Flat3 is very very cool. Such sympathetic characters - and it proves that 7 minutes is really rather a long time.
In other news Peter Griffin has posted a superb post on his FutureNews blog about the Scoop Foundation Project here: http://futurenews.co.nz/2013/04/11/scoop-foundation-how-it-could-work/
This is the comment that appears in the photograph above of myself posting this comment from Jucy Hotel and taken during the screening of the TV version (not time shifted) following the launch event at AUT’s awesome new media school.
They call it convergence. Getting late. Getting meta!
Gnight Public Address.
That's a quotable quote Russell. It was great being on the show. About to watch it. Hope the cameras worked well :)
This evening Alison McCulloch, David Robie, Stephen Olsen and the inaugural AUT Pacific Scoop Intern Scholarship winner Daniel Drageset had a lovely Korean Grill dinner in
You can find out more here:
And there's my speech at the launch event here:
I think the short version of what I was trying to say is this.
People doing stuff for gifts probably doesn't need to be #hashtagged - but if you are in the business of organising/solicting twitter traffic and are being paid to do so then maybe this fact ought to be flagged as a matter of best practice.
That said, as long as this debate continues to have some currency, not doing so will also remain a valid (and possibly effective) strategy.
As for leaving Twitter to sort out Twitter's social niceities - isn't that what we are in the process of doing?
Aha so now I think I am about to join this debate :) First point I will make is that #ad usage or not is a more complicated question than it appears at first glance. The following are top of the head thoughts. And not yet fully structured. I suspect true view on this is that I am yet to fully form a view.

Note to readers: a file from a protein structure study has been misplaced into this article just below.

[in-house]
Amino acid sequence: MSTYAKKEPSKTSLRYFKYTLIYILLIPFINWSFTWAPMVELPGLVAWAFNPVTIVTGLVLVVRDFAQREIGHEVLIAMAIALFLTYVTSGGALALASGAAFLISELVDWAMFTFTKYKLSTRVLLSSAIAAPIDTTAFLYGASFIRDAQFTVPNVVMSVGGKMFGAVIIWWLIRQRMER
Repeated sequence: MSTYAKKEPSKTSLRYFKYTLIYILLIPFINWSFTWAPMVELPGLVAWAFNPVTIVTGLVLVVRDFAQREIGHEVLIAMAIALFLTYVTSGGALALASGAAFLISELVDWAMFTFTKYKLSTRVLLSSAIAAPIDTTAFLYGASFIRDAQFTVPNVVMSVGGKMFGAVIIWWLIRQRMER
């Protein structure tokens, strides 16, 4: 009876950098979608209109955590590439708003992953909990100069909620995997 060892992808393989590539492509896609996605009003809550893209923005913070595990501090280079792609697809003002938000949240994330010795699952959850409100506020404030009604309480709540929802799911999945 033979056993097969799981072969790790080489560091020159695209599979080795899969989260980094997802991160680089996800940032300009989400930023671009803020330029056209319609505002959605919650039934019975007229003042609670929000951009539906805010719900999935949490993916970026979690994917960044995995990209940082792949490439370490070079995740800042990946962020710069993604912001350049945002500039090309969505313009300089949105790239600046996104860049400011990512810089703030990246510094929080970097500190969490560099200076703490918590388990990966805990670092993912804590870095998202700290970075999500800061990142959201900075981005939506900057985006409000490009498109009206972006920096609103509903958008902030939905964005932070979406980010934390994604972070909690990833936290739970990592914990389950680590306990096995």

With those disclaimers in place. Here goes.
Yes @scooptechlab is different and is definitely caught that is why we used it - and included disclaimers.
That said, with #myfoodbag what Deborah and her team did was execute an online social media marketing campaign using inducements in the form of food. It was an advertising campaign and I am sure Pead PR was paid - so on that basis at least it counts as advertising.
I think one of the questions you need to answer when using #ad is who is the publisher? In Techlab's case that is Scoop and so me (as editor) and @scoopNZ are definitely caught.
That said not all Techlab are paid beyond receiving a free device. Nevertheless we will still encourage all of them to use #ad when talking about the specific pieces of content that they are "contracted" to supply if there is a marketing purpose behind the existence of the content - i.e. it is part of a paid advertising campaign.
In this case Pead PR are publishers of their own tweets, but not of the giftees.
And for this reason I think some #ad tags might have been helpful in the #myfoodbag campaign. Perhaps on some of the tweets posted by Pead PR, and Deborah Pead herself.
But at that point it then gets very complicated.
Firstly it is not practical to expect #ad tag use to be mandatory on participants in gift driven editorial campaigns (certainly not very easily) and I do not think that is what the ASA had in mind with the #ad tag. And so on that basis the non use of #ad by Russell, Damien etc. is all good.
The second difference between @techlab and #myfoodbag is that the former does involve contracted obligations of a sort whereas the latter did not.
Is this a bright-line rule though. Does it depend on the value of the gift? What if though there is no contract there is an "understanding" that in the absence of a favourable blog + favourable social media comment no further "gifts" will be forthcoming from this brand, or this advertising agency, or this PR agency?